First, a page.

Although modifying seat-time requirements and establishing new career-oriented standards were critical steps, in order for these changes to outlast current leadership, HTI districts felt the initiative had to be shaped and owned by teachers, students, board members, and community leaders.

Some districts took pains to have students and teachers take ownership over new courses, internships, and capstone projects. One school leader asked a group of teachers who had resisted the move to career-relevant graduation projects to design their school’s new capstone course. The resistance faded, and the teachers even became proponents, saying that their students’ projects had “teeth” and truly demonstrated their readiness to graduate. 

Districts also found it critical to redefine relationships with their local communities and with other districts. They needed to engage industry, higher education, and community leaders in the deep work of redefining the attributes of a high school graduate around twenty-first-century skills and knowledge. Districts spent their first year of the project developing community-specific graduate profiles.

By building a shared vision of graduate success, leaders found that their communities became committed to making significant change and were motivated to move toward implementation, even as the pandemic shut down schools in spring 2020.

Districts worked closely with both community and four-year colleges to develop dual-credit programs. They also curated internships and mentorship programs in partnership with local industry experts.

Seeing how districts could help address the needs of the local industry while also making students’ education more relevant was a revelation for some leaders. One superintendent said, “[The initiative] really pushed our thinking: what if you re-imagined some of this work together … if you had business leaders and government folks at the table at the beginning? I don’t know that I saw that possibility before.” 

One HTI program coordinator said that the biggest impact from the program has come from “meeting with Rotary and Alliance Club and those kinds of organizations, as well as municipalities,” which have helped her “keep a finger on the pulse of the bigger issues economically with our community.”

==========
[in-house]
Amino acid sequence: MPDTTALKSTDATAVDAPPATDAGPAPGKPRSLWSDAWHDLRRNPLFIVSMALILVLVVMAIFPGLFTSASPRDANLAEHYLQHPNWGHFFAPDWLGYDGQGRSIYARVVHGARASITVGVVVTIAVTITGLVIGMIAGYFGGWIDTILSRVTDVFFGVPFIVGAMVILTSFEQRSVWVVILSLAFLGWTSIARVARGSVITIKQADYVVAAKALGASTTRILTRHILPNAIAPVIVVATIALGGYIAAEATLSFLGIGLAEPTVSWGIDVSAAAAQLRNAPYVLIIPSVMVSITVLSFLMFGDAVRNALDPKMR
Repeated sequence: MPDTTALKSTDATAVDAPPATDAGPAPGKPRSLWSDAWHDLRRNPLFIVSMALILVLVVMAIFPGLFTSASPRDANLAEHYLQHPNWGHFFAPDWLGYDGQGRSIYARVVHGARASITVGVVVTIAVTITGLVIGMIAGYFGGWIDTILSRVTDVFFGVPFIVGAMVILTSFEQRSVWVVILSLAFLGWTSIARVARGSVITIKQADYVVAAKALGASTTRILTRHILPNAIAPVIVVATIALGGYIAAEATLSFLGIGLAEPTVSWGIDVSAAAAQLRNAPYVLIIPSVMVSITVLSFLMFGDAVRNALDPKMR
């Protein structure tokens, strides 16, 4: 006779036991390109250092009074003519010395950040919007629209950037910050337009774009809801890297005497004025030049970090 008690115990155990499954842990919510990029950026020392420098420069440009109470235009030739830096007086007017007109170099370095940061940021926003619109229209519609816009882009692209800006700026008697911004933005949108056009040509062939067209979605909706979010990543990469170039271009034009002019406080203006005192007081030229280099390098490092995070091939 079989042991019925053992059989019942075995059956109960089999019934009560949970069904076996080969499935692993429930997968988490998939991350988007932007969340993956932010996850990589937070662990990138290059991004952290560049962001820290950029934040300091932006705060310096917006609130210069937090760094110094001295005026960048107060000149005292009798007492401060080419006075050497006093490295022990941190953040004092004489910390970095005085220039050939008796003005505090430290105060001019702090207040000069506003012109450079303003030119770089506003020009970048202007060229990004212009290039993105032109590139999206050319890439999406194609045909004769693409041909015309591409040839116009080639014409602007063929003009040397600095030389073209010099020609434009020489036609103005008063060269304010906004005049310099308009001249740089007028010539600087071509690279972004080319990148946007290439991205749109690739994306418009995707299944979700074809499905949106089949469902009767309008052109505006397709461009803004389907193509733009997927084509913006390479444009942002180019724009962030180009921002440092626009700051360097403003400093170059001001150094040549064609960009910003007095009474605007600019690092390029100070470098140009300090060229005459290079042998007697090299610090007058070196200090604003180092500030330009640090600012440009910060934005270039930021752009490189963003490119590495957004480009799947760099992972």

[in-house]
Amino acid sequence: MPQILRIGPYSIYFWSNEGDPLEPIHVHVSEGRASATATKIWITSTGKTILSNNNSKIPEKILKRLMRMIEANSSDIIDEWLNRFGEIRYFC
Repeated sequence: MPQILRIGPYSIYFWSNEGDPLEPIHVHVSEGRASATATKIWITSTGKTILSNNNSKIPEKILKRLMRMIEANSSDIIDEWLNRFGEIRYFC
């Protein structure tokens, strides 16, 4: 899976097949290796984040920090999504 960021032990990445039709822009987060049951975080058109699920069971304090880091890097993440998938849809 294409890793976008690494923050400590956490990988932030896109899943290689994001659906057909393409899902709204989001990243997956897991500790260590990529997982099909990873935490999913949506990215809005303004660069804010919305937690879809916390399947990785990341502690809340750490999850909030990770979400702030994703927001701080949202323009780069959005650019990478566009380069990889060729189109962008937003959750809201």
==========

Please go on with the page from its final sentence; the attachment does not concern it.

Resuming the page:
4. Learn from – and with – other districts

HTI leaders are also increasingly looking to each other for support—a useful development given that external funding for the program is slated to end mid-2022. Throughout the initiative, teams from all eight districts were given opportunities to meet, learn, and collaborate with each other. During the last year, HTI coordinators (a position which many districts created specifically for the program) have started to meet regularly, and a similar network for principals is also being planned. District leaders are also visiting one another to learn how the initiative is implemented in other communities. 

Now, some HTI district leaders hope to mentor others outside of the program. As one said, “Let us who have spearheaded it take some of them under our wing and really foster this more region wide. Because I think there’s so many great things that have come out of it.”

5. Get innovative about long-term funding

HTI districts are planning for financial sustainability after grant funding ends, often by exploring creative ways to pay for new teaching positions and leveraging community support for new programs and facilities. 

One district is looking at using industry certificate funding to support the role of the HTI coordinator, while another has opted to forgo the creation of such a role in lieu of distributing control of the program among existing staff. Three of the eight districts passed bonds related to HTI’s work, including one for $9 million to support the creation of an innovation center focused on career and technical education. 

Creating sustainable change in public education is undeniably challenging. However, thanks to the funding, high-touch support, and coaching provided by Colorado Succeeds and Colorado Education Initiative, these eight districts have made career preparation a reality for many more high school students.  Though nothing is guaranteed, these districts appear to be gaining—not losing—momentum. They offer an example that others can follow.


Steven Weiner, CRPE Research Analyst

Lisa Chu, CRPE Research Analyst